We played in the playground under the big screen while we waited for the movie to start. We watched a double feature with two shorts and two cartoons. I can still see it in my mind. We had popcorn, cokes and cotton candy. During the ride home we just watched the stars and I told the stories of the constellations that I read from books. Mr. Bordelon escorted me to my door and said, “Thank you for giving us our daughter back. I owe you. If you ever need help, you can count on the Bordelons.”

Papa met us at the door and opened the screen. He motioned me inside and stepped out to talk to Mr. Bordelon. To this day, I have no idea what they said, but that night Papa sat down by my bed and said, “You are a wonderful person, Noel, don’t ever forget that.”

At Halloween, Papa didn’t think that trick or treating was a good idea, because there weren’t that many places to go. So, he made us each a bag of candy from the store and took us to a costume party and hayride in Buras. Momma made me a Fairy Princess costume. Secretly I hated the thing, but Momma put so much work into I didn’t have the heart to complain.

Justine came dressed as Elvis with blue jeans and a leather jacket and her hair in a ducktail. She knew he was my hero now and it warmed my heart. My opinion of my costume changed when Justine told me it me look beautiful. Her brothers came dressed as cowboys, complete with toy guns.

We piled into Papa’s Buick and headed to Buras. We had a great time. There was a fais do do and Papa called a square. I danced with Henri and Justine danced with Andre. The other three boys refused to dance. I managed to get Pierre out onto the floor once, but that was it.

It was all capped off with a hayride that dropped each child off by his front door. We sang and we sang. Justine had a beautiful alto voice. The boys weren’t bad either. I did the best I could, which was terrible. One thing did happen that night, Father Pat was driving the wagon and heard us sing. That night we were drafted into the choir, which practiced every Wednesday night.

It was nearing Thanksgiving and the weather was a lot milder. So we spent a lot of time running trout lines and making Christmas money. It was also harvest time and school was let out so the children could help their folks with the harvest. Papa got all my brothers and sisters and their families together and we went to help our friends, the Bordelons. Momma brought her quilting stuff, so we never saw the Mommas, they were quilting, which meant gossiping. The only sign that they existed at all was when we ate our meals that they had obviously cooked.

The Bordelons raised rice and sugar cane. The rice fields had been drained and harvested. So it left the children to dehusk the rice, while the men and Justine cut the cane. Mr. B, which is what he insisted I call him, didn’t have modern equipment. We had to dehusk the old fashion way, by the crush and sift method.

It turned out to be a good harvest. Mr. B had even gotten six bushels of crayfish when he drained his fields. He was so pleased and thankful for the help he insisted on the family, including all my brothers, sisters and their children for Thanksgiving. He went all out and did a Cochon De Lait, which is roasting a pig over an open pit. Mr. B also roasted three chickens and a turkey. Paw Paw Theo brought a gumbo. It was his way and Mr. B’s refusal was totally ignored.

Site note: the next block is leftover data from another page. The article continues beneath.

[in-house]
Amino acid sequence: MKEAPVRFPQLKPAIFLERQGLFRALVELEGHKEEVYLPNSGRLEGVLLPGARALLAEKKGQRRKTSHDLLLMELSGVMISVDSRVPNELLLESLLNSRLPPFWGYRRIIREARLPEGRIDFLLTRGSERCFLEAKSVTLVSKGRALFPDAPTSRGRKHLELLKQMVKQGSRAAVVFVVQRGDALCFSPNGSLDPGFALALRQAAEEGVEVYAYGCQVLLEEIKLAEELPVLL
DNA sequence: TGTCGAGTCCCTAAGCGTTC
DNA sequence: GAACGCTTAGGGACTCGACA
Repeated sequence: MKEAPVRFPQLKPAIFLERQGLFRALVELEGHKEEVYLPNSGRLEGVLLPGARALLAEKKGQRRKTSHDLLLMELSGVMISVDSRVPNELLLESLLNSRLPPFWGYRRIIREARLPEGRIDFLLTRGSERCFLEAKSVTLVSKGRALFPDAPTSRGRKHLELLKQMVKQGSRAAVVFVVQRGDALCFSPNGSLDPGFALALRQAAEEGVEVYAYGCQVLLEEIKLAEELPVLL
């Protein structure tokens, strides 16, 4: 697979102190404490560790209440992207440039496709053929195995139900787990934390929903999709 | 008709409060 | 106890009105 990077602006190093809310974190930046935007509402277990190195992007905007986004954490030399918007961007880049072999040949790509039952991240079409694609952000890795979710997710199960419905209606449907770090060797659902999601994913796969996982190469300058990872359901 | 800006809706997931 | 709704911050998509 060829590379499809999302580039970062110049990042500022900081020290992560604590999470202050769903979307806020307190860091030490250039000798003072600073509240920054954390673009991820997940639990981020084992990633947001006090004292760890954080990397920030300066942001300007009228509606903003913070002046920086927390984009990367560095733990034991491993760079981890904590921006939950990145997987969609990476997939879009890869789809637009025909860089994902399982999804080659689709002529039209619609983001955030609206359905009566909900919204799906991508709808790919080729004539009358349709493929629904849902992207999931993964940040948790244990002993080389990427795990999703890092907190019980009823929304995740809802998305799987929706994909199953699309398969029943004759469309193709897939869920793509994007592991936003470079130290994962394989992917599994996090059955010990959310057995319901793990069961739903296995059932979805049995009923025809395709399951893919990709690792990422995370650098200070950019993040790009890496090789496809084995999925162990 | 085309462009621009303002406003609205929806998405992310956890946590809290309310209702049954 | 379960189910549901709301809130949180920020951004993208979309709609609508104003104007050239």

It was the best Thanksgiving I ever remember. We had worked hard, but we had made life long friends. That day the Maxions and the Bordelons became family. Plus for once I got to eat without people looking at me like I was an alien from the movies.

It was nearly Christmas and still didn’t have enough money for the gifts I wanted to buy. So, I got out my traps and I went after two things, pelts and nutria. There was a five-dollar a pelt bounty on the destructive rat and I planned on getting at least three of them, anything else would be gravy.

I didn’t like trapping. Well, that wasn’t exactly true. I didn’t like skinning what I trapped. It wasn’t the chore of the skinning the animal, I could handle that; it was the blood. However, if you wanted the money, you had to do the deed. Then it occurred to me that I could eliminate the skinning and let my best friend share in the profits. So, I went to talk to Justine.

Justine needed money, too. So she agreed to help me in my nutria hunt. We set out our traps. Justine also showed me how set a snare. I had always used store bought traps, all Justine needed was some wire and a little bait. All in all, we trapped six nutria and two raccoons and a fox. We split forty-four dollars.

I bought Momma a new blue stationery set so she could write her pen pals in Thailand. I got Papa a new pipe and leather tobacco case. I purchased Paw Paw and Weedie a new set of dominoes, double nines; they loved to play, but weren’t any good at it. I had to send to New Orleans for a battery-operated phonograph for the Bordelons, they still didn’t have electricity. I got the boys the battery, I bought it from Old Man Touissant, who wrecked his Chevy. I made each of my brothers and sisters a wooden picture frame. Well, Justine helped a little bit. I bought Justine a couple of records and I made her a new trout line. I also something a little more personal for her.

On Christmas Day, we all exchanged gifts. After I whupped my grandparents at dominoes a couple times, I went to take my gifts to the Bordelons. They loved my gift, but protested the cost. I shushed them by pointing out that I loved music and I was there a lot. While they were setting up the phonograph, I opened my gift. I couldn’t believe it. It was an autographed picture of Elvis.